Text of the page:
"If we were to kill every insurgent tomorrow, would we win? If we don't do something to the motivation and the root cause, we're not likely to defeat it," Lt. Col. Jeff Ragland told ABC News, by way of explaining why he brought filmmakers Molly Bingham and Steve Connors to Baghdad two weeks ago to screen their new documentary "Meeting Resistance" and answer questions for diplomatic and military audiences inside the Green Zone.
If Ragland, the US military's Red Team leader, wants a peek at the motivation of the insurgency, Meeting Resistance provides an eye-opening learning tool, and one which the US military seems eager to use. Bingham and Connors have also been invited to screen their documentary on military bases around the country.
Filmed during 2003-2004 when insurgent groups were just starting to put down their roots, the documentary avoids the trappings of over-production, stripping away conventional tools of storytelling to let the insurgents speak for themselves. The result is a minimalist portrait of nine men and a woman who just want the foreign invader to leave their country.
Granted the film shows just one slice of the complex tapestry of violent actors roiling Iraq, but it is a slice so rarely seen, Bingham and Connors certainly deserve all the awards the film has already won at festivals.
The filmmaking duo answered some questions for IraqSlogger recently, discussing the responses that they've gotten from their military screenings, and what they hope to achieve with their film.
IraqSolgger: You recently screened your film, Meeting Resistance, for the military in Baghdad. How did soldiers react to hearing insurgents' perspective on the war?
Connors: There were mixed responses with some people rejecting the other side's perspective outright, some saying, 'Well, yes, but that was a long time ago and everything has changed since then,' with others telling us that they're out with Iraqis every day and the film accurately depicts the culture, attitudes and anti-occupation sentiment of many they meet. One young soldier--who had lost four of his men to IEDs stressed how important it was for the American people to see this film.
Do you think response would have been different if you'd released the film a couple of years ago?
Connors: I think the response would have been the same. Think back to, foreign fighters, deadenders, FRE's and anti-Iraqi forces. These are all information operations talking points and they do what they're designed to do.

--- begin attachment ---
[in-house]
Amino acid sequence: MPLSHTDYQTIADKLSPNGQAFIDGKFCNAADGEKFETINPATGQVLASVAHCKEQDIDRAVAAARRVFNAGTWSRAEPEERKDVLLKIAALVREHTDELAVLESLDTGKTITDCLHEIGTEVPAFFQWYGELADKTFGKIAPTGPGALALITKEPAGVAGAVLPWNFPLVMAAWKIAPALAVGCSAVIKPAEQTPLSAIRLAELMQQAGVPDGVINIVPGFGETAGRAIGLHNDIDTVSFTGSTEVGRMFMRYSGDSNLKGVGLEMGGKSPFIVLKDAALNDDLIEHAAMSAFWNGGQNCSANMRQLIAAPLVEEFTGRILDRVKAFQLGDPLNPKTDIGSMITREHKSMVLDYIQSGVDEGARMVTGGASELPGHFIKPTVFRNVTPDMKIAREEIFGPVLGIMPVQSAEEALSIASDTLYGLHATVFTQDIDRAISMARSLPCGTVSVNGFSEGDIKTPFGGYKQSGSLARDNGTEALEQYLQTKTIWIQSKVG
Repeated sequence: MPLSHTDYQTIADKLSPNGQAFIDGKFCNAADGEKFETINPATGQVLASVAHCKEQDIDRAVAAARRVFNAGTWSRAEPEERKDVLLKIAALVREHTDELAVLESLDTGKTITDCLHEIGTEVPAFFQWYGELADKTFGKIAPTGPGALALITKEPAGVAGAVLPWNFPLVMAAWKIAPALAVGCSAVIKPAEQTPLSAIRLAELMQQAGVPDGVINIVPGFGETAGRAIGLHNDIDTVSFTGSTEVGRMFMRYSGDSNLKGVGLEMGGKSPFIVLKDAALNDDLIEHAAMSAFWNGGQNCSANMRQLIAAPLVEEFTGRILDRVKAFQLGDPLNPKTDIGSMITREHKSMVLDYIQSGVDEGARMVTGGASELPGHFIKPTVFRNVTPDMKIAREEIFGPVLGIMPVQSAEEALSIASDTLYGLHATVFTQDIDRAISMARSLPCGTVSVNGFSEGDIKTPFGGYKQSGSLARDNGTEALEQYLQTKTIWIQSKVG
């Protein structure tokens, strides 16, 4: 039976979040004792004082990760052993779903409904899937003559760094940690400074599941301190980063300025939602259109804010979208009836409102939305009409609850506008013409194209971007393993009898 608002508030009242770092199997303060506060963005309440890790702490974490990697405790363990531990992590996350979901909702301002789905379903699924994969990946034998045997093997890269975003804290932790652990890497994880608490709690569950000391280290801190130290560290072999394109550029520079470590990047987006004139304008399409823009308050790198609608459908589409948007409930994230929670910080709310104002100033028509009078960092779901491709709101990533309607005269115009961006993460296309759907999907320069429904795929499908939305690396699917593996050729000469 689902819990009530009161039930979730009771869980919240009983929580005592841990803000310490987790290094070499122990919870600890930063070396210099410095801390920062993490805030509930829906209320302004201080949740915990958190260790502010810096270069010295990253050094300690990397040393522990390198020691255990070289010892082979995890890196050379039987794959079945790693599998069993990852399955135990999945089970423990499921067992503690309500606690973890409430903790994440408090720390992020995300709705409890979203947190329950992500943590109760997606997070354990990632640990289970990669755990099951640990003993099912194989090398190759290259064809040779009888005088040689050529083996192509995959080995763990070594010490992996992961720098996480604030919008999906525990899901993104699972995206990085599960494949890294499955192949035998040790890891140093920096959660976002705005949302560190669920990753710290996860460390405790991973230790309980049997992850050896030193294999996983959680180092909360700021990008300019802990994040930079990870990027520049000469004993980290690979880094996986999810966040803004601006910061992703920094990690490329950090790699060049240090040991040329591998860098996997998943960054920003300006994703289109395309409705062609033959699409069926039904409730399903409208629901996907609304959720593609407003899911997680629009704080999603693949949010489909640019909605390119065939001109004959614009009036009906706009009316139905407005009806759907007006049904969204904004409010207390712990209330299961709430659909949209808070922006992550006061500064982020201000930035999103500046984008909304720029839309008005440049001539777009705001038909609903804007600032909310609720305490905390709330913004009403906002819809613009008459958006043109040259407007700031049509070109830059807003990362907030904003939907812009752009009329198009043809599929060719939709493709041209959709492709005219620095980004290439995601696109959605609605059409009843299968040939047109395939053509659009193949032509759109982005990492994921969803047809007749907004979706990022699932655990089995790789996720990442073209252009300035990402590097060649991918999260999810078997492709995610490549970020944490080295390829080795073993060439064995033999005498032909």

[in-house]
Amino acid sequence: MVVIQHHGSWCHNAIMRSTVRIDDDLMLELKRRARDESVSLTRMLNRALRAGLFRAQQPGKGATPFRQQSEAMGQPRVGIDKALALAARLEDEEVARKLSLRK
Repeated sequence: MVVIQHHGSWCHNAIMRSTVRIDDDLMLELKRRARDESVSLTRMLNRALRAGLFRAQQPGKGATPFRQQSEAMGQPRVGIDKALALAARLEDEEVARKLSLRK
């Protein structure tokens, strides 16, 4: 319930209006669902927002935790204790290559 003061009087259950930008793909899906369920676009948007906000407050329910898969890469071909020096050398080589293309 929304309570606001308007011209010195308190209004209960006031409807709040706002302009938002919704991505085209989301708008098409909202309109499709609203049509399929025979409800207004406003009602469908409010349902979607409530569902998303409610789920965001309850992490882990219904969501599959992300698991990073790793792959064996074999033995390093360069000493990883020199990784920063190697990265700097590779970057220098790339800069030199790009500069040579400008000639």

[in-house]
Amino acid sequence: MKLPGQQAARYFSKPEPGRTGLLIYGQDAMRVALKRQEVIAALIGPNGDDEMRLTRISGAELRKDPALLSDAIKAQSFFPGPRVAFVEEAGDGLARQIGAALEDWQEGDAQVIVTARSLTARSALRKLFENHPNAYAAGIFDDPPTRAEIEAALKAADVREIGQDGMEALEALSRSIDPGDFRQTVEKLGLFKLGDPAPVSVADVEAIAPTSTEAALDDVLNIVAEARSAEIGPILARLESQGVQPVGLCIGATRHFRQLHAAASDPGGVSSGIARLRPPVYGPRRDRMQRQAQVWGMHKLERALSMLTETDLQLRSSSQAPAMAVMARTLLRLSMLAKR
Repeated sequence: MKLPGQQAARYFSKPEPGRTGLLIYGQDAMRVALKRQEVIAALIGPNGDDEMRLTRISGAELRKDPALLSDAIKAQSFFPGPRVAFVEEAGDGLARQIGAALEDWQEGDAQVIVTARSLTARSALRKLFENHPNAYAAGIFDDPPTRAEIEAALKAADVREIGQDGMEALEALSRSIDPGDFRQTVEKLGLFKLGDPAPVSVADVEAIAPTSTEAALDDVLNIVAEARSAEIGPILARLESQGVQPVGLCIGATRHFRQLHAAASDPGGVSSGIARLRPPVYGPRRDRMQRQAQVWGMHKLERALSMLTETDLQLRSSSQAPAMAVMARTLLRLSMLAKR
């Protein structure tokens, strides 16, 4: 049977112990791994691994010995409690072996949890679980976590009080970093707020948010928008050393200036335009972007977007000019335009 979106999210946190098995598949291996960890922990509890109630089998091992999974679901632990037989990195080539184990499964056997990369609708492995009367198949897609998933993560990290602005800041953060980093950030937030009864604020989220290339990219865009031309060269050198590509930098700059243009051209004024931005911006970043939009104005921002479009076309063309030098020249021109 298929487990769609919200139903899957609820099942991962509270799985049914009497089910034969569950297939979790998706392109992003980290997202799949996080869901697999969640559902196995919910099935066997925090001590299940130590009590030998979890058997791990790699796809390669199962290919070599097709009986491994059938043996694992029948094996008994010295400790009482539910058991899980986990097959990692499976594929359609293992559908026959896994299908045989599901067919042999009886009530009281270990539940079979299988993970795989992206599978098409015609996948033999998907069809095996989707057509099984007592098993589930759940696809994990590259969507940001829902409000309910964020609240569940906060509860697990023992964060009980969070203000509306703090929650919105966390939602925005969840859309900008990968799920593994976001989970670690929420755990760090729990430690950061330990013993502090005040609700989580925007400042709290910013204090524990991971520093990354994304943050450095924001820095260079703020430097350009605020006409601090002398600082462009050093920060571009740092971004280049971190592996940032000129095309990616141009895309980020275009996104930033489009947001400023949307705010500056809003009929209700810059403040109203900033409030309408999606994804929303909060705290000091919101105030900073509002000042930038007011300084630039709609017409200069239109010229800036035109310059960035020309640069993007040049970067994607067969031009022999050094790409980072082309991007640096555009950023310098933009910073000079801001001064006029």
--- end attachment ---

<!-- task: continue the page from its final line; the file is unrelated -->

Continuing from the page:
Bingham: I would just add that the dialogue in the US has dramatically intensified since the summer of 2005 and many people are now questioning the viability of the administration’s stated objectives in Iraq. I think that the American public in general are more open to hearing these voices now as a way of understanding why it has been so challenging to accomplish those goals, and how and why those Iraqis who oppose the occupation feel that way.
You have also been invited to have screenings at military installations around the country. Do get the sense that the military's growing interest stems from a generic interest in all Iraq-related movies and documentaries, or do you think that they view it as a kind of learning tool?
Connors: I think it's a genuine and natural human interest in knowing who the opposition is and what kind of a war they're involved in. I don't think many believe it as any tactical value though many recognize that strategically it can be of great importance.
Bingham: I also think that it’s rare to get a practically ‘real time’ look at what is going on for the ‘other side’ during war-time. Often you wait years, or even decades to get this kind of insight. It’s important for the military, but really for the American public to bring this knowledge into their thinking about the conflict and what the best solution is.
What do you consider the "message" your film communicates?
Connors: I think the immediate message is that the Iraq war will continue as long as the US has forces in the country. Beyond that, it calls into question the viability of the use of force to achieve control of a population in the 21st century.
Bingham: Also, while the film is shaped and colored by the specifics of being a film about Iraq, it also addresses the larger concept of the human condition under occupation and how human beings respond to it. Throughout history and all around the world there have been occupations and resistance to those occupations. It should probably then not be such a surprise that we are meeting resistance in Iraq.
Your film is remarkable in that in relies solely on the words of your insurgent subjects. What brought you to decide to not use a narrator, and how do you think that has made the viewing experience different than what it might have been had you relied on some of the conventional storytelling tools of documentary filmmaking?
Connors: We felt that the use of a narrator would have given the film an advocacy quality we wanted to avoid. The people we spoke to were articulate and were able to tell their story. Our job, therefore, became one of trying to do an honest job of editing that without being either too sympathetic or damning. I think this naturally leads to a more immersive experience and a level of understanding the subject that you simply wouldn't get from the more conventional, reporter led approach.
Bingham: It also allows the viewer a more direct experience, as if they were in the room talking to the fighters themselves. Something that we feel is important and conveys a bit of our experience, what it was like to be making the film and talking to these individuals.